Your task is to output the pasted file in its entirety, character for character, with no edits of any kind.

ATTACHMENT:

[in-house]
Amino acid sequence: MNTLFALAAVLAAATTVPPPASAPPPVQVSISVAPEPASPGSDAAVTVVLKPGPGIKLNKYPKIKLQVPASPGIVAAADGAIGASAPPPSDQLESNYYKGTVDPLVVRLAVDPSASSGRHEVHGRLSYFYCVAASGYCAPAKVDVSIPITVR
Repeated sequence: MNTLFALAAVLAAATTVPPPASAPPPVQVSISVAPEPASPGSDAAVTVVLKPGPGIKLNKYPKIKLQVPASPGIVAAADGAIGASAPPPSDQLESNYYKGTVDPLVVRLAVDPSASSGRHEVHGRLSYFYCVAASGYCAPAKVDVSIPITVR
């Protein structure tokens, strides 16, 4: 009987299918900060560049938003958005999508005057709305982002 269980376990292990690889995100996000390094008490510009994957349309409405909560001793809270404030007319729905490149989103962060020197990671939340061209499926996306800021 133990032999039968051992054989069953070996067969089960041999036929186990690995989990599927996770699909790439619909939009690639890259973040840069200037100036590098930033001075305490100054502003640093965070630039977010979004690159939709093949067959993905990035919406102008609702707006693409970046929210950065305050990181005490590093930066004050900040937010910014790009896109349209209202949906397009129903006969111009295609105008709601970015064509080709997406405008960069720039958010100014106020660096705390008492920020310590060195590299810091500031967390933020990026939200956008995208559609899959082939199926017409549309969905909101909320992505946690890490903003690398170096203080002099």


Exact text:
[in-house]
Amino acid sequence: MNTLFALAAVLAAATTVPPPASAPPPVQVSISVAPEPASPGSDAAVTVVLKPGPGIKLNKYPKIKLQVPASPGIVAAADGAIGASAPPPSDQLESNYYKGTVDPLVVRLAVDPSASSGRHEVHGRLSYFYCVAASGYCAPAKVDVSIPITVR
Repeated sequence: MNTLFALAAVLAAATTVPPPASAPPPVQVSISVAPEPASPGSDAAVTVVLKPGPGIKLNKYPKIKLQVPASPGIVAAADGAIGASAPPPSDQLESNYYKGTVDPLVVRLAVDPSASSGRHEVHGRLSYFYCVAASGYCAPAKVDVSIPITVR
């Protein structure tokens, strides 16, 4: 009987299918900060560049938003958005999508005057709305982002 269980376990292990690889995100996000390094008490510009994957349309409405909560001793809270404030007319729905490149989103962060020197990671939340061209499926996306800021 133990032999039968051992054989069953070996067969089960041999036929186990690995989990599927996770699909790439619909939009690639890259973040840069200037100036590098930033001075305490100054502003640093965070630039977010979004690159939709093949067959993905990035919406102008609702707006693409970046929210950065305050990181005490590093930066004050900040937010910014790009896109349209209202949906397009129903006969111009295609105008709601970015064509080709997406405008960069720039958010100014106020660096705390008492920020310590060195590299810091500031967390933020990026939200956008995208559609899959082939199926017409549309969905909101909320992505946690890490903003690398170096203080002099």